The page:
Thursday, September 12, 2019


            30-Day Sentence for Assault on Senator Rand Paul was Substantively Unreasonable

            Senator Rand Paul was doing yard work at his home when he was attacked from behind by his next-door neighbor, Rene Boucher. Senator Paul sustained six broken ribs which “caused long-lasting damage to his lung, and led to several bouts of pneumonia.”

            Mr. Boucher pleaded guilty to assaulting a member of Congress in violation of 18 U.S.C. § 351(e) and while he admitted tackling the Senator, he denied that he did so for political reasons. He told the police that the assault stemmed from “a property dispute that finally boiled over.”

            Mr. Boucher’s guidelines range was 21 to 27 months but he was sentenced to 30 days imprisonment. The government appealed and argued that the sentence was substantively unreasonable. In United States v. Boucher, the Sixth Circuit agreed, vacated the sentence and remanded for resentencing.            

            The Sixth Circuit noted that the district court’s rationale for imposing a 30 day sentence “rested primarily on two observations.” The first was that the confrontation was “strictly a dispute between neighbors.” The second was Mr. Boucher’s “excellent background.”

            The Sixth Circuit’s opinion provides a thorough discussion of substantive reasonableness analysis and role that the 18 U.S.C. § 3553(a) factors play in it. The court applied a familiar principle in resolving this case – the more a district court varies above or below the guidelines, the more compelling the justification must be.

            The district court’s analysis was found to be flawed for several reasons. It did not adequately explain why the 30-day sentence was appropriate given the severity of the Senator’s injuries. Although the assault may not have been politically motivated, the Senator’s “status as a national political figure is still relevant to the broader ‘goals of societal deterrence’” because § 351(e)’s objective is to protect elected representatives from harm. But here the district court offered no explanation why that objective did not warrant a within guidelines sentence.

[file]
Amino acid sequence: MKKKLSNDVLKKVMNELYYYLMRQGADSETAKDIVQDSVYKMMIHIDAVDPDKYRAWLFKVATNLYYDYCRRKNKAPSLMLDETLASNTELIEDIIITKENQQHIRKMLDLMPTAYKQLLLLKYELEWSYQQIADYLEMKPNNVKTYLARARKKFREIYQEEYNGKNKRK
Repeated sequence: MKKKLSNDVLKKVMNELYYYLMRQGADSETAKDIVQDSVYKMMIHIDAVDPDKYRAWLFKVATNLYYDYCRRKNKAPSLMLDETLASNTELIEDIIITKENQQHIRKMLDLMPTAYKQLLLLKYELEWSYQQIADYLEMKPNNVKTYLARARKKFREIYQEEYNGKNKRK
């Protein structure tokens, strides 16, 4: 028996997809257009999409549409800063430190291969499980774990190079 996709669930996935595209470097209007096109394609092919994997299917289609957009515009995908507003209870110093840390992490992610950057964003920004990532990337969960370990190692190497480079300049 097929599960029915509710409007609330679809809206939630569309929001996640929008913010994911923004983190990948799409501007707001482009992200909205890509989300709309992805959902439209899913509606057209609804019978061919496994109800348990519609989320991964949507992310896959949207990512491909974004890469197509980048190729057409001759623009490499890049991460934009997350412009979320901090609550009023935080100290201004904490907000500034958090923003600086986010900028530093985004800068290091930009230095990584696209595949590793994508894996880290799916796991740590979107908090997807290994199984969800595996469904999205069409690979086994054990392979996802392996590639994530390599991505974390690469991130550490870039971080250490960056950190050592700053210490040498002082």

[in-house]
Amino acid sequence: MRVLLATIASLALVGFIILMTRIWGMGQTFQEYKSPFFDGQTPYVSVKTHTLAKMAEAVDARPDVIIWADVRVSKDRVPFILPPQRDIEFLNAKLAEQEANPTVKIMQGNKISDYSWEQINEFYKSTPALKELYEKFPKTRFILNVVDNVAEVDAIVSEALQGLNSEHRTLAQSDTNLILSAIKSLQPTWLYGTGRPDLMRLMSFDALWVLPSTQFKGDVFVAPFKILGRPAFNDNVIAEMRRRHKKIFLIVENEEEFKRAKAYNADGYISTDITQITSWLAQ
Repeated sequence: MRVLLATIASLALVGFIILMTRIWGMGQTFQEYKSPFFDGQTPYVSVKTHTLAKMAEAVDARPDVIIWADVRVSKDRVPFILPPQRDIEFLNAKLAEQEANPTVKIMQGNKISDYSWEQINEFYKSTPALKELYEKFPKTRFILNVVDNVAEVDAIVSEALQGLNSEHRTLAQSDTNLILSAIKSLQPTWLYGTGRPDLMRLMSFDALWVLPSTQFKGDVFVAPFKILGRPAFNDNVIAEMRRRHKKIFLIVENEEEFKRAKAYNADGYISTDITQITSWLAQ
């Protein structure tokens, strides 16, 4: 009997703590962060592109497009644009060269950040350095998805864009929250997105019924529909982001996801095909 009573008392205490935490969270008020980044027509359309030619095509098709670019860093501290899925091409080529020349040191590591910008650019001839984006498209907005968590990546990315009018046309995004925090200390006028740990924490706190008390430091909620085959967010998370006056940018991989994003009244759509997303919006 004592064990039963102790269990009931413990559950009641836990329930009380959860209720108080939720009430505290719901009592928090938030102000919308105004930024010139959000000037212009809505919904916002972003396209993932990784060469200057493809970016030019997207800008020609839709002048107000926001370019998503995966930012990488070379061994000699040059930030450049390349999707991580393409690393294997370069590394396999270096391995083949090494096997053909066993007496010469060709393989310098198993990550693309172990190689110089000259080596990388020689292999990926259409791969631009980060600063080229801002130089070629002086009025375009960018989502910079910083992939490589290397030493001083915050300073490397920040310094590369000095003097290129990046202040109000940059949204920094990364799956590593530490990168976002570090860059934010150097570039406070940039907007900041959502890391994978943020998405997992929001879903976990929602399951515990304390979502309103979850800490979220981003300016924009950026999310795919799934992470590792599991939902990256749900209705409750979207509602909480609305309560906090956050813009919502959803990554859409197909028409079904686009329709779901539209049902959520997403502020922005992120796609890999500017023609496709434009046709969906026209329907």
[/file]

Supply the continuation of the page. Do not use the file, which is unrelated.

The district court described Mr. Boucher as “a 60 year old highly educated medical doctor, Army veteran, father, church member, and good standing community member with no criminal history.” But, as the Sixth Circuit pointed out, those factors (with the exception of military service) are disfavored as reasons for a below guidelines sentence and the district court failed to explain “what unusual circumstances justified relying on them” in this case.

            The last factor to consider was unwarranted disparities. Although the district court did not state that it used Kentucky law as a reference to determine Mr. Boucher’s sentence, the Sixth Circuit reiterated that “it is impermissible for a district court to consider the defendant’s likely state court sentence as a factor in determining his federal sentence.” The only relevant disparities “are those among federal defendants on a national scale” and while cases under § 351(e) were considered, the “more telling comparators are in cases drawn from other federal assault statutes.” The Sentencing Commission’s national sentencing data is also an important factor in avoiding unwarranted sentence disparities. The district court in Mr. Boucher’s case, however, did not address the risk of sentence disparities.

            Because Mr. Boucher’s case was a “mine-run case,” the Sixth Circuit applied “closer review” to the variance from the guidelines and it found “no compelling justification” for his “well-below Guidelines sentence.” The Sixth Circuit acknowledged, however, that Mr. Boucher “may or may not be entitled to a downward variance after the district court reweighs the relevant § 3553(a) factors, and it is the district court’s right to make that decision in the first instance.”

 

 

 

 
         

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